Helps a little? Joe that helps a LOT!

I've been eyeballing the Siren because as you say, it looks like a lot of fun for a modest amount of money. Fortunately, I have a huge flying field (1200 foot runway) to land in so this may be my first "warmliner".

A "thank you" has been sent and thank you very much. This is exactly the kind of feedback from experienced pilots I am looking for.

At the advice of Ed Anderson (Moderator) I am going to start another thread to explore this, and another topic in detail.

'The Bum
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Old 06-29-2010, 05:02 PM   #10
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great post Joe C.
I would of gotten the Great Planes Siren, but
the Wings do not break down into 2-pieces.
the wings at 2meters are just too big to fit into my car.....
I was looking at the Mephisto and Variant 3
(both are 2meters)
they are very similiar to the Siren but maybe just a bit
stronger in the wings dept., plus the wings break down
into 2-pieces for transportation.....
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Old 07-03-2014, 06:17 AM   #11
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also deciding if going to get the Great Planes Spirit
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Old 07-30-2014, 12:52 AM   #12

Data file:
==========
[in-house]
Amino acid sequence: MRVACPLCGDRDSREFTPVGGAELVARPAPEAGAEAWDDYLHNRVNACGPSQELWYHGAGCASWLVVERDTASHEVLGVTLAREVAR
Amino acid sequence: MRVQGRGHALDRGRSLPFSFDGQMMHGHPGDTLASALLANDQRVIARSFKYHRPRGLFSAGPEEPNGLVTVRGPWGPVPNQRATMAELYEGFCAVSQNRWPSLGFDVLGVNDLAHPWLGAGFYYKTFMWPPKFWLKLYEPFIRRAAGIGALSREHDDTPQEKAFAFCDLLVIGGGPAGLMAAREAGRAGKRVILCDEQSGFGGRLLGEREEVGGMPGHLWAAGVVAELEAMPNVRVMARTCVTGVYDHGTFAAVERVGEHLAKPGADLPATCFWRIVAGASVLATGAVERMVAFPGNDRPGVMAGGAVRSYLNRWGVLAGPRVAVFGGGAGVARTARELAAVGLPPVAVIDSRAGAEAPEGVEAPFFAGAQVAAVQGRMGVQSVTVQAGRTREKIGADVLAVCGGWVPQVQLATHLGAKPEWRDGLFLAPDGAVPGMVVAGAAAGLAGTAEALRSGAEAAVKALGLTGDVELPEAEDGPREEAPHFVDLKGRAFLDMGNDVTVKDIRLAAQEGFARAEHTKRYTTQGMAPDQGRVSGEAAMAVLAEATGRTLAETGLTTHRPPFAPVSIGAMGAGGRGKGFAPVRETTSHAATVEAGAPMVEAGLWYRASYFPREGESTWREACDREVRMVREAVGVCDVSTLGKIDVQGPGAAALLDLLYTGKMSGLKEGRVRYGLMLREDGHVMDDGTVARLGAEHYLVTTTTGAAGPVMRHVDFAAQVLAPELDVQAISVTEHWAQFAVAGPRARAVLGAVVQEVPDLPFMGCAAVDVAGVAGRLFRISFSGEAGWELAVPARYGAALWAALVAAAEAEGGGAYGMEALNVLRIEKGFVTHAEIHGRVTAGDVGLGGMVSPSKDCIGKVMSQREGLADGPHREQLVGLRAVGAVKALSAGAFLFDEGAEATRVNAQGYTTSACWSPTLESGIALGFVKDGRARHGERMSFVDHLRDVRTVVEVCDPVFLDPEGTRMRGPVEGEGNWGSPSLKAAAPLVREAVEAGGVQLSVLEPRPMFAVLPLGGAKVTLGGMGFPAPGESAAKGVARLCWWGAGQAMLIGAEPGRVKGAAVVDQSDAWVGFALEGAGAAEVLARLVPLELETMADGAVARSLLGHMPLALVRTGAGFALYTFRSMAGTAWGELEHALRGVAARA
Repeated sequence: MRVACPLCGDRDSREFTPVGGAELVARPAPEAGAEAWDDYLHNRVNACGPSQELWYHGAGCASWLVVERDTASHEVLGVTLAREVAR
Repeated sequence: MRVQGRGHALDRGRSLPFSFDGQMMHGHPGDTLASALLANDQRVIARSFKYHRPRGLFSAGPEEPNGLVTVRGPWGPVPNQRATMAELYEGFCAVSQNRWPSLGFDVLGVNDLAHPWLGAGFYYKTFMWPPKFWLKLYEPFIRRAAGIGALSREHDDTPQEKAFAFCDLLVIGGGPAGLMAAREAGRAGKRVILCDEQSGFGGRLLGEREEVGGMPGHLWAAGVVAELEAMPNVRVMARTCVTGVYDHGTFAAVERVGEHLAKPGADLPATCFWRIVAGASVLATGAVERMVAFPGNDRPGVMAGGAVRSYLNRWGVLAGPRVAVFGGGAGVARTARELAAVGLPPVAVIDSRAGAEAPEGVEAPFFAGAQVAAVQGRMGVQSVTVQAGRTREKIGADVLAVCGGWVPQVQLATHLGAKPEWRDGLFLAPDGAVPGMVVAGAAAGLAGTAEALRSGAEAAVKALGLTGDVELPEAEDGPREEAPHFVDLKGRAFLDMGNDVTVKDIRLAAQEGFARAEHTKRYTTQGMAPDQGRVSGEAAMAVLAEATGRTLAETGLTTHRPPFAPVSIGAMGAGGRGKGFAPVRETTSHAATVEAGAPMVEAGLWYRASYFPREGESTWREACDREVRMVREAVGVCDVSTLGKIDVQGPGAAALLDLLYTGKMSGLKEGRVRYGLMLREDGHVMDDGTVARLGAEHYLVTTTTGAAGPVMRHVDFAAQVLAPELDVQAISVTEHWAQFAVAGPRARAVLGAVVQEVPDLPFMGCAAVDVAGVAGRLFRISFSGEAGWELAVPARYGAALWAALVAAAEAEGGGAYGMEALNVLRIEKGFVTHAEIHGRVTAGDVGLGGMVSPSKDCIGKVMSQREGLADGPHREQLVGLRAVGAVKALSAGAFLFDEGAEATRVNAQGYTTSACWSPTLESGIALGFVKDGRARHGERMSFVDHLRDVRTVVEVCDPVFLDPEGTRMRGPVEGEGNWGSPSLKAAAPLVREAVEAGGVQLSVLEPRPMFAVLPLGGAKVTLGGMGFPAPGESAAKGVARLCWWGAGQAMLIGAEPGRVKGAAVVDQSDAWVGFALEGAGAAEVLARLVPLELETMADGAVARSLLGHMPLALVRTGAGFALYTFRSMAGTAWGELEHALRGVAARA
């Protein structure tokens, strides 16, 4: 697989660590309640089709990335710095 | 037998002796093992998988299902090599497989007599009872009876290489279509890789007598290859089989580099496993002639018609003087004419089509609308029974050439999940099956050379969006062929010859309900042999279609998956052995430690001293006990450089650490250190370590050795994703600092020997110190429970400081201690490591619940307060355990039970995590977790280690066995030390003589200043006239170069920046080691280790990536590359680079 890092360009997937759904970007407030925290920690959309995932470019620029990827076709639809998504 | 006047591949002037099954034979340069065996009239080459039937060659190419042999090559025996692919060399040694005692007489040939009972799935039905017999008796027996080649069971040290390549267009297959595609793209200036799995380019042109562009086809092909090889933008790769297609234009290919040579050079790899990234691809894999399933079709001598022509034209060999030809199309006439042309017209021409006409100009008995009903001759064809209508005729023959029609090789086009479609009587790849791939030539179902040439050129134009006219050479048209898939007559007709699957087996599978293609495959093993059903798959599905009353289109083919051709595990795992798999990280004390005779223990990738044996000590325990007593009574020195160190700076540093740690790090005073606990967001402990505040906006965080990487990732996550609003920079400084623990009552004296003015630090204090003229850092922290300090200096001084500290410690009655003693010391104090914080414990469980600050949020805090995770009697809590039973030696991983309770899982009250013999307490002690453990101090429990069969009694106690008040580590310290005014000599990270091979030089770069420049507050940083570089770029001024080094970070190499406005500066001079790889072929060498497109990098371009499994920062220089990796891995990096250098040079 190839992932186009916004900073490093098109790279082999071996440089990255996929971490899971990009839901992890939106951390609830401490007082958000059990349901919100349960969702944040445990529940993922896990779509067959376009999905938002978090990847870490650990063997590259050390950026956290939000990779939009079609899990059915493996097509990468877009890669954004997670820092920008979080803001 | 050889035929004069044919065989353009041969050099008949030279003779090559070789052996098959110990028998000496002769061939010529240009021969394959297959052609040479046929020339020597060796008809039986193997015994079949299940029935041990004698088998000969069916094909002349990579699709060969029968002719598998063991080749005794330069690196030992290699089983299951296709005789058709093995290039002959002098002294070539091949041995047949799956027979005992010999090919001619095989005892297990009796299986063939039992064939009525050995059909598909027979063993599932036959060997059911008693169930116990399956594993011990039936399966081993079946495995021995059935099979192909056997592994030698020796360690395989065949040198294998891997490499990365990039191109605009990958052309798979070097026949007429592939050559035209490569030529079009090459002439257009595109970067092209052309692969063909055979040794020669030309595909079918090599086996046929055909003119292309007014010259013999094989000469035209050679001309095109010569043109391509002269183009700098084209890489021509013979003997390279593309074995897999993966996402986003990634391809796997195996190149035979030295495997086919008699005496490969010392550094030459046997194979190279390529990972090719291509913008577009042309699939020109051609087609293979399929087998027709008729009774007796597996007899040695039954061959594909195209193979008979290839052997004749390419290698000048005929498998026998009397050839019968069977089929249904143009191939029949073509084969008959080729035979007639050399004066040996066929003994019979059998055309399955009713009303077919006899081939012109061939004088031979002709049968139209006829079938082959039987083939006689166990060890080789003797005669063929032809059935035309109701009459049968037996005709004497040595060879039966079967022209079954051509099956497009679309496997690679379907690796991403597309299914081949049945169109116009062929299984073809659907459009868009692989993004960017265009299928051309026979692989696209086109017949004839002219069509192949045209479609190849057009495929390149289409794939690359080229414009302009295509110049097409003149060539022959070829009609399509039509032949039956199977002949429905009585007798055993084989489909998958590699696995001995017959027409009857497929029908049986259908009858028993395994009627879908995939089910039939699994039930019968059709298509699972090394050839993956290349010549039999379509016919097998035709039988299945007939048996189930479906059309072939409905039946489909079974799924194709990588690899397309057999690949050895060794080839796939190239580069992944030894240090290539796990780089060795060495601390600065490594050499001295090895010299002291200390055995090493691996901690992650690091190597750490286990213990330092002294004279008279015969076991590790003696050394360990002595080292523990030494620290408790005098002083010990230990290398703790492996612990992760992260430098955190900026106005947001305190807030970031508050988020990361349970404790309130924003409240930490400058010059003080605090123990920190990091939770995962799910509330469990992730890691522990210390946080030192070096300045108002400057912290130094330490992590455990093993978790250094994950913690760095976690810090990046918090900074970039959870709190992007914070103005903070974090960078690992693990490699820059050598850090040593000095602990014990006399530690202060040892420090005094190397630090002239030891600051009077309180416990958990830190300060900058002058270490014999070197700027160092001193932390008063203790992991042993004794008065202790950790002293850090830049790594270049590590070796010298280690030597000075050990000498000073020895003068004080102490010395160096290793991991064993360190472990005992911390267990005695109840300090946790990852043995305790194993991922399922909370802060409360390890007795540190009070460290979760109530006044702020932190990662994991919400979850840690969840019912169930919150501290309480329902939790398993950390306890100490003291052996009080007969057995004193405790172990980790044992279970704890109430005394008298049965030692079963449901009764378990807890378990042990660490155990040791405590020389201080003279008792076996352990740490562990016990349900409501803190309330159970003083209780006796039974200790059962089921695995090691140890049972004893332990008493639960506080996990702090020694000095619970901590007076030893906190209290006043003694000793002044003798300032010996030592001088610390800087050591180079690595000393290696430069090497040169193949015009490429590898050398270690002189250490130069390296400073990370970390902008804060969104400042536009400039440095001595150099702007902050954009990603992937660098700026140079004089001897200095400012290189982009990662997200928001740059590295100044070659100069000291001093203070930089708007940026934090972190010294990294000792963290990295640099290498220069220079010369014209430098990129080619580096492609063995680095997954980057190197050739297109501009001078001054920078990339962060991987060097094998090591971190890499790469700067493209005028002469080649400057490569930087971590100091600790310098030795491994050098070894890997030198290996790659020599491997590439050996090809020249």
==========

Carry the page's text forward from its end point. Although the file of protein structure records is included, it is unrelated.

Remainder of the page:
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Whoever would put the Radian up against the two Reichard models CLEARLY hasn't been around gliders. No matter how much ballast you add! Airfoil designs are such that even if you could get the Radian up to any spped that ressembled fast, the lift produced by its own airfiol would have the plane doing loops, no matter how much down evevator you could input. Down elevator input causes lots of drag, and negates the idea of flying faster. Both the Reichard models are very capable of some moderately powerful setups. Speeds are far higher than the Radian could ever hope to achieve (even if you reinforced the Radians wings). Fiberglass fuesalages, foam cored, carbon, and fiberglass wings are very sturdy. Although not hotliners, at the very least- warmliners. Energy retention of the Reichard models is vastly superior to that of the Radian. Siren? Ive had that to. See a video on youtube named "Siren vs Scorpion". That should help you make your mind up, and dispel any notion that the Radian could possibly ever be considered even a close contestant. The Scorpion is also a Reichard model, and similar to the two you mention. Siren is a decent plane, but is very heavy, only thermals on a perfect day, and battery swaps are a real pain in the butt, and the wing is one piece, and very long. Of all the planes listed, please look at the Reichard Sprinter. My friend has that one and it does really well as a warmliner. Still thermals well and very tame- no ad vices. I'm not bashing the Radian, it's a good floater, it's cheap, but that about it